Plestiodon fasciatus 

Scope: Global
Language: English

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Taxonomy [top]

Kingdom Phylum Class Order Family
Animalia Chordata Reptilia Squamata Scincidae

Scientific Name: Plestiodon fasciatus (Linnaeus, 1758)
Common Name(s):
English Common Five-lined Skink, Five-lined Skink
Eumeces fasciatus (Linnaeus, 1758)
Lacerta fasciata Linnaeus, 1758
Taxonomic Notes: In a phylogenetic analysis of Eumeces based on morphology, Griffith et al. (2000) proposed splitting Eumeces into multiple genera, based on the apparent paraphyly of Eumeces. Smith (2005) and Brandley et al. (2005) formally proposed that all North American species (north of Mexico) be placed in the genus Plestiodon. This was accepted by Crother (2008) and Collins and Taggart (2009).

Assessment Information [top]

Red List Category & Criteria: Least Concern ver 3.1
Year Published: 2007
Date Assessed: 2007-03-01
Needs updating
Assessor(s): Hammerson, G.A.
Reviewer(s): Cox, N., Chanson, J.S. & Stuart, S.N. (Global Reptile Assessment Coordinating Team)
Listed as Least Concern in view of its wide distribution, presumed large population, and because it is unlikely to be declining fast enough to qualify for listing in a more threatened category.

Geographic Range [top]

Range Description:This species occurs widely in the eastern United States, and extending into southern Canada. Its geographic range extends from western New England and southern Ontario to Minnesota, and south through eastern Kansas and eastern Oklahoma to eastern Texas, the Gulf Coast, and northern peninsular Florida (Conant and Collins 1991).
Countries occurrence:
Canada; United States
Additional data:
Range Map:Click here to open the map viewer and explore range.

Population [top]

Population:This species is represented by very many occurrences or subpopulations. For example, Trauth et al. (2004) mapped hundreds of collection sites in Arkansas alone. The total adult population size is unknown but undoubtedly exceeds 100,000, and is probably in the millions. The species tends to be common in most of the large range. The extent of occurrence, area of occupancy, number of subpopulations, and population size are large and probably relatively stable or slowly declining.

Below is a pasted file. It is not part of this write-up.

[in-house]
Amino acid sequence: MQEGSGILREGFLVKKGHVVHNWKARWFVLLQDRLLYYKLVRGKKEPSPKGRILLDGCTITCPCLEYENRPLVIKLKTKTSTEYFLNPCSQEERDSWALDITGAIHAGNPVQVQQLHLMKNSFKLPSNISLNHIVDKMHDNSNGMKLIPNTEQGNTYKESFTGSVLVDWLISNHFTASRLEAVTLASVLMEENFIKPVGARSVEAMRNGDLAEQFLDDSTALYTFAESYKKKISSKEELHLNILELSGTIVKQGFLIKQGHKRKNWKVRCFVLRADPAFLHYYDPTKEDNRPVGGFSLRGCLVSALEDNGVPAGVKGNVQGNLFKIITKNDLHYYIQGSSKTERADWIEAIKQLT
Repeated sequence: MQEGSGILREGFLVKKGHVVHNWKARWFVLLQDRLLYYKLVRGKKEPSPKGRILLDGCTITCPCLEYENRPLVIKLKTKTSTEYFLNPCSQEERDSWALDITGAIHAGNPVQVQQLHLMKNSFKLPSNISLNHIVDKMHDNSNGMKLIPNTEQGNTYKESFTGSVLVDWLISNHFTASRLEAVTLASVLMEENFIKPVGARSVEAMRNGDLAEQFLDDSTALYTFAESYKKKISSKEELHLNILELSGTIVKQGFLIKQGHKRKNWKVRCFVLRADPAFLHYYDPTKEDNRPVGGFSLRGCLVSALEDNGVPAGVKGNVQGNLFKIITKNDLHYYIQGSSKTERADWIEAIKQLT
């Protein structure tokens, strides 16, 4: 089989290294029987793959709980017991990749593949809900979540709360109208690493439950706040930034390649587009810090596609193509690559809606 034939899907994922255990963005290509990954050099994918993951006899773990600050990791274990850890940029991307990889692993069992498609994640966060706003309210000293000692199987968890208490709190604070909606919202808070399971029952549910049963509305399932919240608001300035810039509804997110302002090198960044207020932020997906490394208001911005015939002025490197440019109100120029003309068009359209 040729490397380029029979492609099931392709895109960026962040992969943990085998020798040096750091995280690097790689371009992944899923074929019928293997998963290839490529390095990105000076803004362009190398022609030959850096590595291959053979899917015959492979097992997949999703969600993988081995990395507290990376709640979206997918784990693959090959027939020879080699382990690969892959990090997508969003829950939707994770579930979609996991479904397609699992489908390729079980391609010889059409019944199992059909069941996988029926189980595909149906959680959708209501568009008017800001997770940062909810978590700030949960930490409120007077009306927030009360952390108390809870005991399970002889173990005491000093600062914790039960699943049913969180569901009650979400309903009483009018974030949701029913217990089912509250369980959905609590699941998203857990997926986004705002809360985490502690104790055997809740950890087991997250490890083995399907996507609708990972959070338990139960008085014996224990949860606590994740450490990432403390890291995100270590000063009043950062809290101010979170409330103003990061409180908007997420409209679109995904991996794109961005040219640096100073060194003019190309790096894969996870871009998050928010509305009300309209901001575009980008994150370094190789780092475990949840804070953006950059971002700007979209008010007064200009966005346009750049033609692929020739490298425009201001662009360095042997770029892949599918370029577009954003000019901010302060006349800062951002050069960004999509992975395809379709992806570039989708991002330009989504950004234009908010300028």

Current Population Trend:Stable
Additional data:

Habitat and Ecology [top]

Habitat and Ecology:This lizard inhabits wooded areas of many kinds, especially those that are humid, well-drained, supply abundant cover (rocks, logs, stumps, leaf litter), and have a patchy canopy; it also occupies seasonally flooded lowlands in some areas (Bartlett and Bartlett 1999). It is generally terrestrial but also climbs trees (distinctly arboreal in Texas). Generally secretive, it spends much time under cover. Eggs are laid in or under rotting logs, stumps, or humus, or under rocks (Fitch 1954, Vogt 1981). In Ontario, preferred nest sites were large, moderately decayed logs with high substrate moisture (Hecnar 1994). Oviposition sites may be outside the non-nesting home range (Seburn 1993).

Threats [top]

Major Threat(s): No major threats have been identified.

Conservation Actions [top]

Conservation Actions: This lizard occurs in many protected areas.

Classifications [top]

1. Forest -> 1.4. Forest - Temperate
5. Wetlands (inland) -> 5.4. Wetlands (inland) - Bogs, Marshes, Swamps, Fens, Peatlands
0. Root -> 6. Rocky areas (eg. inland cliffs, mountain peaks)

In-Place Research, Monitoring and Planning
In-Place Land/Water Protection and Management
  Occur in at least one PA:Yes
In-Place Species Management
In-Place Education

Bibliography [top]

Bartlett, R D. and Bartlett, P.P. 1999. A Field Guide to Texas Reptiles and Amphibians. Gulf Publishing Company, Houston, Texas. xviii + 331 pp.

Brandley, M.C., Schmitz, A. and Reeder, T. W. 2005. Partitioned Bayesian analyses, partition choice, and the phylogenetic relationships of scincid lizards. Systematic Biology 54: 373-390.

Collins, J.T. and Taggart, T.W. 2009. Standard Common and Current Scientific Names for North American Amphibians, Turtles, Reptiles, and Crocodilians. Sixth edition. The Center for North American Herpetology, Lawrance, Kansas.

Conant, R. and Collins, J.T. 1991. A Field Guide to Reptiles and Amphibians: Eastern and Central North America. Third Edition. Houghton Mifflin Company, Boston, Massachusetts.

Crother, B. I. (ed.). 2008. Scientific and standard English names of amphibians and reptiles of North America north of Mexico, with comments regarding confidence in our understanding. Sixth edition. Society for the Study of Amphibians and Reptiles Herpetological Circular 37: 1-84.

Fitch, H.S. 1954. Life history and ecology of the five- lined skink, Eumeces fasciatus. Univ. Kansas Pub. Mus. Nat.Hist. 8: 1-156.

IUCN. 2007. 2007 IUCN Red List of Threatened Species. Available at: (Accessed: 12th September 2007).

Seburn, C.N.L. 1993. Spatial distribution and microhabitat use in the five-lined skink (Eumeces fasciatus). Canadian Journal of Zoology 71: 445-450.

Smith, H. 2005. Plestiodon: a replacement name for most members of the genus Eumeces in North America. Journal of Kansas Herpetology 14: 15-16.

Trauth, S.E., Robison, H.W. and Plummer, M.V. 2004. The Amphibians and Reptiles of Arkansas. University of Arkansas Press, Little Rock, Arkansas.

Vogt, R.C. 1981. Natural History of Amphibians and Reptiles of Wisconsin. Milwaukee Public Museum, Milwaukee, Wisconsin.

Citation: Hammerson, G.A. 2007. Plestiodon fasciatus. The IUCN Red List of Threatened Species 2007: e.T64227A12756007. . Downloaded on 21 September 2018.
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